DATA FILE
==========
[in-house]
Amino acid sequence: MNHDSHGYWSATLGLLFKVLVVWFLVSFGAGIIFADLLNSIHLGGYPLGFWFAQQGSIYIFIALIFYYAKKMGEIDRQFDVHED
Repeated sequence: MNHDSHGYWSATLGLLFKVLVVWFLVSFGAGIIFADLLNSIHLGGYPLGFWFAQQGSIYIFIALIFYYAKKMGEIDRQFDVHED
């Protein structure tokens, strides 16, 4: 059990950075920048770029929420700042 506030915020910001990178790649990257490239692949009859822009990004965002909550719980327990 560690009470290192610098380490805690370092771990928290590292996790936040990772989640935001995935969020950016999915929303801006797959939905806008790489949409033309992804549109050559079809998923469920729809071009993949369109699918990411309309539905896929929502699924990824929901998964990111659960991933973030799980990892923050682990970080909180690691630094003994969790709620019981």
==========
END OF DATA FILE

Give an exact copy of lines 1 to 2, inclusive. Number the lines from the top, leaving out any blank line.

[in-house]
Amino acid sequence: MNHDSHGYWSATLGLLFKVLVVWFLVSFGAGIIFADLLNSIHLGGYPLGFWFAQQGSIYIFIALIFYYAKKMGEIDRQFDVHED